SOLTESWEB.NET ALASKA TRIP 2005 - AUGUST Page 4
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Friday, August 12 - Moose, Knotty Shop, Rika's Roadhouse
It was still smoky in the morning. That's what we saw where we had camped for the night alongside the Tanana river. Not too far down the road, we were treated again with a cow moose and her two calves. This time, we were fast enough to get pictures.
We passed a place called the Knotty Shop that sold furniture and sculptures made of deformed and knotty wood.
This is Rika's Roadhouse located on the Tanana river where the highway crosses it. There were many roadhouses at one time to accommodate travelers on the way from Valdez to Fairbanks. This is one of the few remaining. It was run by a Swedish lady named Rika for many decades until she was 90!
It faces the river instead of the road, because it was the place you had to use a ferry to cross the river. There's an interesting story about this ferry on a plaque near the river. Here's what it says.
THE TRUCKERS REBELLION. "The Federally-built Alaska Railroad, which extends from the port of Seward to Fairbanks, was completed in 1923. It was later evident that the railroad was losing money - in the summer it was cheaper to ship goods by truck over the Richardson Hwy from the port of Valdez. (To make sense of this story, you have to know that the railroad from Seward to Fairbanks is at least 150 miles apart from the Richardson Hwy from Valdez to Fairbanks all the way). In 1935, the Interior Department established fees for truckers on the highway in an effort to promote more traffic on the railroad. When the truckers refused to pay, the Department, through the Alaska Railroad Commission, instituted tolls here for the ferry. At first, the toll succeeded in cutting the amount of freight carried over the highway.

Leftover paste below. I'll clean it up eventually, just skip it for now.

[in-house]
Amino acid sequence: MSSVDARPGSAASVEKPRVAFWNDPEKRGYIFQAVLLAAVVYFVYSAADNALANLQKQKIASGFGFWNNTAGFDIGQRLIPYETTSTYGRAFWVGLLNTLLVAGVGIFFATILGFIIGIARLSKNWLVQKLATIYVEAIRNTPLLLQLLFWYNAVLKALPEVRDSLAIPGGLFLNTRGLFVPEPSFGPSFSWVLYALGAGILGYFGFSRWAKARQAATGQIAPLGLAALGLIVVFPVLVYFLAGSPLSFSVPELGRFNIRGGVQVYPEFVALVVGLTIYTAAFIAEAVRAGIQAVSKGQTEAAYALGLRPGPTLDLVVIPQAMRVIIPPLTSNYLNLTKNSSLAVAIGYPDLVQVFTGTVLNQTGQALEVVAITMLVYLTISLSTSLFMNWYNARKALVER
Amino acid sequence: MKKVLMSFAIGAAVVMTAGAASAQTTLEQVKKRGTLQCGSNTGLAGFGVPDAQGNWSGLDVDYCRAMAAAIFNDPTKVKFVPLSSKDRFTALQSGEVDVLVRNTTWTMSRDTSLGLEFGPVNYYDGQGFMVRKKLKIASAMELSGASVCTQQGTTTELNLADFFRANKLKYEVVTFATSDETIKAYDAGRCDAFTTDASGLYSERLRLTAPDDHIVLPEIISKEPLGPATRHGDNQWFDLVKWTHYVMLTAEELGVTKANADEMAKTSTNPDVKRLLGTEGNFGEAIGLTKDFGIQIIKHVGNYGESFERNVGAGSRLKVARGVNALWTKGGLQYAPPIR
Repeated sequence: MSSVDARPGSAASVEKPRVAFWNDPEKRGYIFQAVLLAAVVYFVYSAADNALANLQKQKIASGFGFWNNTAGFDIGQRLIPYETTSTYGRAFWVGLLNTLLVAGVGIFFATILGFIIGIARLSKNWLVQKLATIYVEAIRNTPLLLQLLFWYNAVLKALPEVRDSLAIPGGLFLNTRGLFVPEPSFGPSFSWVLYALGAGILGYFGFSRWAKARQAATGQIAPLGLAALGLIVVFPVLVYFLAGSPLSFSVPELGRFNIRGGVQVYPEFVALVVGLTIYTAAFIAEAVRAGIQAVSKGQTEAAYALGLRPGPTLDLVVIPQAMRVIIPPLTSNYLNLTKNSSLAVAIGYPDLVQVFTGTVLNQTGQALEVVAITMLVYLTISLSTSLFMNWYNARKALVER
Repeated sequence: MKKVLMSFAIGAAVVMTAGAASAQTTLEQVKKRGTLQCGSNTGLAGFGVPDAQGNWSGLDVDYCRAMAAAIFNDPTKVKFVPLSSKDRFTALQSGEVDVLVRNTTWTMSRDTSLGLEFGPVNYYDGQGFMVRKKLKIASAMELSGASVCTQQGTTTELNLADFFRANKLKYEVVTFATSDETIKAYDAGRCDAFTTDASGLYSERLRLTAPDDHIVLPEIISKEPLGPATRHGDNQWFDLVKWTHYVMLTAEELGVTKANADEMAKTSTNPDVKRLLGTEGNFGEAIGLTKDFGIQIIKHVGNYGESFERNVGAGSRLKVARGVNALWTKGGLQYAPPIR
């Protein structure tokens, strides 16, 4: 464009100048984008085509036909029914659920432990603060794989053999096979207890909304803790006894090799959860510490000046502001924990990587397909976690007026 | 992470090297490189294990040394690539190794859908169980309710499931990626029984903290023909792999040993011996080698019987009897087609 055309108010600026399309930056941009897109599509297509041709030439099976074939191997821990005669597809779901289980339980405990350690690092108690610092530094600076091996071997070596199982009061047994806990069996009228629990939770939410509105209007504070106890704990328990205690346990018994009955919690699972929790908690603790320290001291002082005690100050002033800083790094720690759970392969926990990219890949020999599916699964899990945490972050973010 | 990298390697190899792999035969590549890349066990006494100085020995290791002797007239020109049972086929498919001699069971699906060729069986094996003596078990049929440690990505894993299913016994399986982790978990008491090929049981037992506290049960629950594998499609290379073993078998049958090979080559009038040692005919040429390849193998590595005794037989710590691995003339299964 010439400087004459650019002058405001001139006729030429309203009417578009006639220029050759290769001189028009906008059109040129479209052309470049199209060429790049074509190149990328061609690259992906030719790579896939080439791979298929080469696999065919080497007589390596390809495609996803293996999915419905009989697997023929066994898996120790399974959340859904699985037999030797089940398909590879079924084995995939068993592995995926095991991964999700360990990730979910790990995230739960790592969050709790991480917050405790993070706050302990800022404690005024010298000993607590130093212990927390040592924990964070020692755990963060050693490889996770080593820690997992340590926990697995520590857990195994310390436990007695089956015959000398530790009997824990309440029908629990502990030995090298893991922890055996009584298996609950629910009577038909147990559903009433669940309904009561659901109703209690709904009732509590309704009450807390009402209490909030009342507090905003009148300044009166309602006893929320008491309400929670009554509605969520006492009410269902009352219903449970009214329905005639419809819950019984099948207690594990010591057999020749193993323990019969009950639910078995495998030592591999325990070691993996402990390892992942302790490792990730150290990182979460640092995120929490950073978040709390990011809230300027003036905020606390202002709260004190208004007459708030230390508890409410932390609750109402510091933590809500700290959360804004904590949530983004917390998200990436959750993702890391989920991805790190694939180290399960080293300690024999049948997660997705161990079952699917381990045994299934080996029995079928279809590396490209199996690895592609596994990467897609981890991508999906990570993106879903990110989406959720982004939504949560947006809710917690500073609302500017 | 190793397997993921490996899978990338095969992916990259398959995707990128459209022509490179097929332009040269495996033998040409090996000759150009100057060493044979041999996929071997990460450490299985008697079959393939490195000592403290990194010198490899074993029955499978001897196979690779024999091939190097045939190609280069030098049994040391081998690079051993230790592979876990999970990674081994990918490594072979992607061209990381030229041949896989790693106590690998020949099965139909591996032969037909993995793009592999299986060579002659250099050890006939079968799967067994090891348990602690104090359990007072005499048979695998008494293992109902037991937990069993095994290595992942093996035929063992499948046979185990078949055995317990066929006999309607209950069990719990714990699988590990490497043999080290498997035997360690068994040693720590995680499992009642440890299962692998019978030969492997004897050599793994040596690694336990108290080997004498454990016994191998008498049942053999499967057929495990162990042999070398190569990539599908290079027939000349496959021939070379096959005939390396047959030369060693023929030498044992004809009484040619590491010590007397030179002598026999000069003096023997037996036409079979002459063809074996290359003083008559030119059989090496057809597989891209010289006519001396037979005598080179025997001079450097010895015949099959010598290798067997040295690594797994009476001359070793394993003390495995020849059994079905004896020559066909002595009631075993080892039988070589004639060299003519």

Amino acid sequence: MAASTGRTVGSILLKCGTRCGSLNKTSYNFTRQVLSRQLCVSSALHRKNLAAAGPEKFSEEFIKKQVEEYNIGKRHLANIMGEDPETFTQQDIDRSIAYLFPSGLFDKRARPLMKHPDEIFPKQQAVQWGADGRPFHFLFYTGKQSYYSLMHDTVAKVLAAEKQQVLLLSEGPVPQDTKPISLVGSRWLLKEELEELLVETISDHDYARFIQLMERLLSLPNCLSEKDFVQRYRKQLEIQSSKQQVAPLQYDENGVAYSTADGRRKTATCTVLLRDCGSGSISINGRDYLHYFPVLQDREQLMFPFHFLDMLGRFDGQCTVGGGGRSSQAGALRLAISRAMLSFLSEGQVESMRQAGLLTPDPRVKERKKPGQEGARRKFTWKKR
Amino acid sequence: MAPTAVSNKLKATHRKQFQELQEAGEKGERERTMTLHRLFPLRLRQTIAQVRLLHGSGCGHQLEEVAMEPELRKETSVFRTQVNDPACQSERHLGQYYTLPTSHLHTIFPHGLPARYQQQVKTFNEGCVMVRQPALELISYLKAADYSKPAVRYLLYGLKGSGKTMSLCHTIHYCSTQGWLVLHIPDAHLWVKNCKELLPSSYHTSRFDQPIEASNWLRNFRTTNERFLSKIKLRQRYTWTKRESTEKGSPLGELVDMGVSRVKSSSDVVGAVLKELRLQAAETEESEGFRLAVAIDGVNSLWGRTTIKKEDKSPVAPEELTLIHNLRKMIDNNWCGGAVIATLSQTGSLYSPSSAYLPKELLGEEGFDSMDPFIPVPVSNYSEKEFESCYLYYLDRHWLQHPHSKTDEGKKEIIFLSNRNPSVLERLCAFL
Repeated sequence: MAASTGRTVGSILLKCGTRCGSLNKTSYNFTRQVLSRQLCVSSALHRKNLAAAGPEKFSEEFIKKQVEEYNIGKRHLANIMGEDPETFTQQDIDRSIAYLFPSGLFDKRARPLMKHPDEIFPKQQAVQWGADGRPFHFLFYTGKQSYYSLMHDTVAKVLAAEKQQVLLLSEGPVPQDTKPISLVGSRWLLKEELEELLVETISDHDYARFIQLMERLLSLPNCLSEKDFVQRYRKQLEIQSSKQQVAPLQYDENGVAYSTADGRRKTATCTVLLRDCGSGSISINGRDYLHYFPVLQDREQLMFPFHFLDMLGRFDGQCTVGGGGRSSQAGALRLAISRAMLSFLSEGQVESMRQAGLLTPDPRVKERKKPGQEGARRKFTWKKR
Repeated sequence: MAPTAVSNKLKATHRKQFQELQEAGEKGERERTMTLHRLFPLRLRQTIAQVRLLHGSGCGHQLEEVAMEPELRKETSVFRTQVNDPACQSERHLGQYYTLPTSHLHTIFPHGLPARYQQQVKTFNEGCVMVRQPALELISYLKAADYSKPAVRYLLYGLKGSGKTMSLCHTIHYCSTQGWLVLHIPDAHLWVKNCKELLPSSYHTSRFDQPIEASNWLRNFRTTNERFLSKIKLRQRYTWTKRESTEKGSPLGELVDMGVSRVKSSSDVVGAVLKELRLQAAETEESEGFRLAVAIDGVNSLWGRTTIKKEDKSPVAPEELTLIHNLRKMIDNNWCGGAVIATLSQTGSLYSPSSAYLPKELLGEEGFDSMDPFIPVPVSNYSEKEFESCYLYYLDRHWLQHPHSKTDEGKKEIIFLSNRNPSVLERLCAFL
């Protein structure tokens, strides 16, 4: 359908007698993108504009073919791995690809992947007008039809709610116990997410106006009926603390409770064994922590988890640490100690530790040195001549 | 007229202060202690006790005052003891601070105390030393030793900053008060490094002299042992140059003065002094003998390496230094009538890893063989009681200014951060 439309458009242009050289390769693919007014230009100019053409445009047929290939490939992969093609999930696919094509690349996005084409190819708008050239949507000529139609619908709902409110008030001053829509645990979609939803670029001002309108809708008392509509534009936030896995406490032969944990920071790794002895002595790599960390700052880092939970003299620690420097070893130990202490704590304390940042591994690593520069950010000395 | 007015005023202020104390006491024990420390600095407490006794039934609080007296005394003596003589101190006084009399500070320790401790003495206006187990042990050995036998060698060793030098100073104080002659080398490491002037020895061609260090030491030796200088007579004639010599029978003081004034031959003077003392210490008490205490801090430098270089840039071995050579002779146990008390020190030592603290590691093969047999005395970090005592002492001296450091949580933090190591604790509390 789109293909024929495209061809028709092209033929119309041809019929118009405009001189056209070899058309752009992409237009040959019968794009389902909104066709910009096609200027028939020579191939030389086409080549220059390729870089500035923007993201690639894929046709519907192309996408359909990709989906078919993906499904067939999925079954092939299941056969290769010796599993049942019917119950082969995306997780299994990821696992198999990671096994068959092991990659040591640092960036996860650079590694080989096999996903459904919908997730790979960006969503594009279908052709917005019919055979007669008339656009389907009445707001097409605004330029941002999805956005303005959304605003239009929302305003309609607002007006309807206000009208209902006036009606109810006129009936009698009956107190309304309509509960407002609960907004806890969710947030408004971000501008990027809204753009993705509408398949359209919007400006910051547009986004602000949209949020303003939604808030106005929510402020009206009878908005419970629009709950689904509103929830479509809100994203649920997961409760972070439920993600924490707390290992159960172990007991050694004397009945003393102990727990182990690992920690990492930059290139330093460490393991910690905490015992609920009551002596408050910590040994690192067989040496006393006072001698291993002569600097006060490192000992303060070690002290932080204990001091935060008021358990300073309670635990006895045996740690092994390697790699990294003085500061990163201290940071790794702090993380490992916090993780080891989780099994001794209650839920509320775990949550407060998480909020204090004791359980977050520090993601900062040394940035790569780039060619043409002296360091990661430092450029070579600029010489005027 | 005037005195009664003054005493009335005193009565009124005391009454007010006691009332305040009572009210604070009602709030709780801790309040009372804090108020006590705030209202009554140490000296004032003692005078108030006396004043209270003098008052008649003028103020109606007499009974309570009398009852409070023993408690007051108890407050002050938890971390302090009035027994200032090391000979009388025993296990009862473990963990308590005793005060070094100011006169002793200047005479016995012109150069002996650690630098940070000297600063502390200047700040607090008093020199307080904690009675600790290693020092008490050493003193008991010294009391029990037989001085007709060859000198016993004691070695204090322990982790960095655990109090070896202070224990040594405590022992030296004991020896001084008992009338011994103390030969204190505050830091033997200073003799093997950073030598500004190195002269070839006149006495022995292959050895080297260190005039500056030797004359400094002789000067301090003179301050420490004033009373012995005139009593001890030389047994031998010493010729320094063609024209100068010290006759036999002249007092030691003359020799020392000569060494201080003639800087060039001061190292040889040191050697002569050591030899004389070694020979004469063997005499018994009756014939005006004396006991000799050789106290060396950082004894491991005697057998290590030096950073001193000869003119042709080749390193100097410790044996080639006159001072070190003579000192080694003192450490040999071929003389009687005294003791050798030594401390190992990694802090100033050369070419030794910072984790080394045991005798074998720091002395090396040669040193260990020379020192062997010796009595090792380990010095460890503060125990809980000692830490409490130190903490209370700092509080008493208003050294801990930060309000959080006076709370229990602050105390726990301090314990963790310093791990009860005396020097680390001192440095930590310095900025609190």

"Truckers soon protested and refused to pay the toll. During 1939 and 1940, they loaded their goods on their own home-made scow, and boated them across the river. The truckers also began using the official ferry without the ferryman's permission and without paying the toll. In September of 1940, a US Marshal was dispatched from Fairbanks and 14 men were arrested.
"On October 14, 1940, the truckers seized the US marshal stationed at Big Delta, took his shotgun and locked him up in the scale house. The truckers moved 10 loads across the ferry, then released the marshal and gave him back his gun. A grand jury in Fairbanks refused to charge the truckers with kidnapping. The previously arrested truckers were also acquitted. Shortly after these incidents, the ferry was removed from the water for winter and the controversy cooled.
"In June, 1941, the truckers used their own "private" ferry, thus avoiding the government owned ferry and the toll. The government retaliated and erected a gate at Shaw Creek, 12 miles up the road, where truckers had to show their toll receipt. Some truckers rammed the gate. The truckers and the Alaska Railroad Commission finally agreed that the fees would be put in escrow until the matter was decided. The validity of the tolls was upheld by the District court. But, with the start of World War II, there was enough freight for the railroad to make a profit, so tolls on the Richardson Hwy were removed in 1942. In 1943, a bridge was erected to cross the river, making the ferry obsolete, and the conflict at the ferry was over."